As shareholders of major French groups experienced their first year of Say on Pay, Proxinvest published for the sixteenth consecutive year its report on executive compensation. Its uniqueness lies in the valuation all the various forms of executive compensation (fixed, annual bonuses, fees, benefits in kind, stock options, free shares, cash incentive plans and other indirect forms of compensation).
The analysis of annual reports published in 2014 on compensation due for fiscal 2013 reveals a paradox: the limit of the socially acceptable pay set by Proxinvest (240 “SMIC”, the minimum annual pay, equivalent to € 4.76 million) is now exceeded by 18 executive chairs against only 13 in 2012. Despite this trend, the average total remuneration of executive chairmen of the 120 largest listed French companies slightly increased by 1.2% in 2013 and reached € 2,909,000.
Some virtuous companies and the pressure of the French State, a major shareholder of public companies, therefore had a moderating impact, offsetting the excessive compensation practices of some companies and the average executive compensation in the CAC 40 index was down 2.5% to € 3.968 million, the equivalent of 200 SMIC.
Arnaud Lagardère, General Partner of Lagardère SCA, with € 16.6 million (+296% YOY), is the most paid French CEO in 2013. This unusually important sum for a French CEO is explained by the statutory dividend of 1% of the net income Mr. Lagardère perceived from his company. This statutory dividend amounted to € 13,1M because of the large capital gain made by the disposal of EADS share by Lagardère SCA. The issue of executive compensation in Partnerships limited by shares is raised as the 1% levy of the result can be likened to a form of rent which excludes other shareholders. In addition, the company did not put the regulated agreements report to a vote, which is an infringement of the French law.
Bernard Arnault (LVMH) is in second place of the top, with € 11 million despite results that were not exceptionally bright in fiscal 2013 (+ 2% in current operating income, stable net income). Mr Arnault benefited from an annual bonus of € 2.2M, a sum unchanged from 2008 to 2013. He was awarded a performance share plan whose conditions are particularly undemanding. His family holding company, Groupe Arnault SAS, benefit from business relationship with LVMH (net balance of € 3m) and again the law seems poorly respected since Groupe Arnault SAS seems to vote on the special report on regulated agreements at the AGM.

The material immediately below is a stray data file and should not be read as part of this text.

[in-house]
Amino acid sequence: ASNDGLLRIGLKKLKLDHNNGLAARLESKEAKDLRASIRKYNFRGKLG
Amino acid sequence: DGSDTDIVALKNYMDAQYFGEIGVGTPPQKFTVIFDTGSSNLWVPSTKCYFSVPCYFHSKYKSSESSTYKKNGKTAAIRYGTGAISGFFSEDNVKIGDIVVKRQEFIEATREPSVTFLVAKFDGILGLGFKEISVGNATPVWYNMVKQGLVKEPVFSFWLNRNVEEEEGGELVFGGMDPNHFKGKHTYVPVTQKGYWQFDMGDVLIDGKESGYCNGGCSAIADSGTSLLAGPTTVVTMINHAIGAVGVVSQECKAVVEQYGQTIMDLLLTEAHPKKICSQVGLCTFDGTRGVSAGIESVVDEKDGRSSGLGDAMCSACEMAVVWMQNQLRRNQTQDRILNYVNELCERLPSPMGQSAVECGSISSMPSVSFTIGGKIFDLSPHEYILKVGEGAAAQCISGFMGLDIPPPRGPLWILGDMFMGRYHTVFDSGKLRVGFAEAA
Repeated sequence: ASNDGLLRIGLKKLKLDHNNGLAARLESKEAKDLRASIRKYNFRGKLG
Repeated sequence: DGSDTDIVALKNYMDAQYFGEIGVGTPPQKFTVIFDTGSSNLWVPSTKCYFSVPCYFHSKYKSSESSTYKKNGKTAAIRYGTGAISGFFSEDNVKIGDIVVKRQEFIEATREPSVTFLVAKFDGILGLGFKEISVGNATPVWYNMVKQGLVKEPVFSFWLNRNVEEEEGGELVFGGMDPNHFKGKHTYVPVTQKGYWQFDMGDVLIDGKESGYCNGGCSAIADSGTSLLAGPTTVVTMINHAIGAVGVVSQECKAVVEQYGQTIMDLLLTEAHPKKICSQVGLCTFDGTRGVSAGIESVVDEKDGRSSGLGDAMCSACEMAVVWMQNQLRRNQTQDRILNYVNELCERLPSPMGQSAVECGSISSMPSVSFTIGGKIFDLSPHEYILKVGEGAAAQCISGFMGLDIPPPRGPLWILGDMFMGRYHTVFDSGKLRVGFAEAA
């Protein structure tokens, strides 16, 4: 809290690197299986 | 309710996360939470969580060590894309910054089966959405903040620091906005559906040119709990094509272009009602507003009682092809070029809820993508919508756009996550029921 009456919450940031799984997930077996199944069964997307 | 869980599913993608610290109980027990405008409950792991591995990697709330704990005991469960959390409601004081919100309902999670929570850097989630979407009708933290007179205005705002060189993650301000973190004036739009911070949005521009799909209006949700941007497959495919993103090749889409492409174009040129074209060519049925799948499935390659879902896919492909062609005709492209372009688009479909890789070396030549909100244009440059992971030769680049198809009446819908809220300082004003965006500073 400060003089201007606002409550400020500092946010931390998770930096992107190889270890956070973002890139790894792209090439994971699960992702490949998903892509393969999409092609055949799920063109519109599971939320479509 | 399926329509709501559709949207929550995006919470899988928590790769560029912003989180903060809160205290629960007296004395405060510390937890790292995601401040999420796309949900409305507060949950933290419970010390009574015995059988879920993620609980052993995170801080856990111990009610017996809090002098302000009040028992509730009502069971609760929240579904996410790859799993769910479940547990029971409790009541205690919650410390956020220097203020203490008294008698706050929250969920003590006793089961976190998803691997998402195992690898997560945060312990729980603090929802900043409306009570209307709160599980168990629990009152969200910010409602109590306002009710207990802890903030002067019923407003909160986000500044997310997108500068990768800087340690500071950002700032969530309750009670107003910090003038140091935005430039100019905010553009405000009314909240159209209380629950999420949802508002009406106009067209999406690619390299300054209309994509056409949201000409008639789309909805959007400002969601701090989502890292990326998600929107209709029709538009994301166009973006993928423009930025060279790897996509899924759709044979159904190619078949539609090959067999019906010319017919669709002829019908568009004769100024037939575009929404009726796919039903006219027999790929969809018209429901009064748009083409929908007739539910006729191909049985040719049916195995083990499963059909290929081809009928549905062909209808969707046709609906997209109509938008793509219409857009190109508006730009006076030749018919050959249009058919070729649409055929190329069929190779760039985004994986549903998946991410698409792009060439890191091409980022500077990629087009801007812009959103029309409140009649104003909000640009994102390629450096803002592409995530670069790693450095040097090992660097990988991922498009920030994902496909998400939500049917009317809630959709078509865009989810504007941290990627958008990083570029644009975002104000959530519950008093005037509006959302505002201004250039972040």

The former CEO of Havas, David Jones, is in third place after the payment of a severance payment of € 5.4 million, although this does not seem to comply with the AFEP-MEDEF code of governance as the departure was not officially constrained. Here again, the payment of a severance pay unapproved by the General meeting also raises the issue of a non-compliance with the voting procedure on regulated agreements stated in the French Law.
Carlos Ghosn, CEO of Renault-Nissan, is fourth with € 9.7 million. He perceived a fixed remuneration of € 1,230,000, higher than the average of the CAC 40 index, and a compensation equivalent to € 7 million paid by Nissan. The nature of the compensation paid by Nissan and the criteria for calculating it, are still undisclosed despite the requirements of Article L225-102-1 of the French Commercial Code. Taking into account Nissan’s operating margin (4.7%), far below that of its Japanese competitors (Toyota 9% Honda 6.6%) and far from the 8% target announced for the end of 2016 in the Nissan Power 88 plan, the level of compensation seems particularly high.
Chris Viehbacher, former CEO of Sanofi, is fifth with a total compensation of € 8.6 million. It is, however, composed of a € 5 million grant of stock options and performance shares he should not vest because of the attendance condition associated (however the financial terms of his departure are not yet specified by Sanofi). The annual bonus of Chris Viehbacher (€ 1.7 million), illustrates the undisclosed nature of some compensation practices: French boards too often hide behind the excuse of “reasons of confidentiality”, in order not to provide the information about the underlying objectives of the variable compensation.
Beyond the strictly quantum issues also arises the question of the compensation’s alignment with the company’s performance. Proxinvest observed than half CEOs received a long-term compensation in 2013, a cause of concern for investors.
While stock options have almost disappeared in France, certain compensation arrangements are still highly controversial, as pensions cap. Because of the lack of transparency on the subject, the annual cost of pensions cap is not taken into account by Proxinvest (although Arnaud Lagardère, Bernard Arnault and Carlos Ghosn are beneficiaries of such schemes). However, as only 6 CEOs of the CAC 40 index do not have such plans, this matter is not to disregard. The AFEP-MEDEF code of corporate governance is excessively permissive on the subject of pensions cap and Proxinvest encourages companies to replace the generous defined benefit plans by defined contribution plans, more transparent and less costly for shareholders (for example, Veolia Environnement approved amendment by 99.67% of the votes of the AGA).
In 2014, because of a large amount of problems, Proxinvest opposed 70% of Say on Pays.
As of 2015, Proxinvest will recommend extending the performance measurement period of long-term plans to 5 years; Proxinvest will also verify the implementation of shares ownership policy and the introduction of clawback mechanisms.
Proxinvest expects the French regulator to enforce the Law, including section L225-100-2 of the Commercial Code, which requires compensation details and the respect of regulated agreements procedure. Without full compliance with the Law, shareholders are deprived of their responsibility to control the compensation of corporate executives.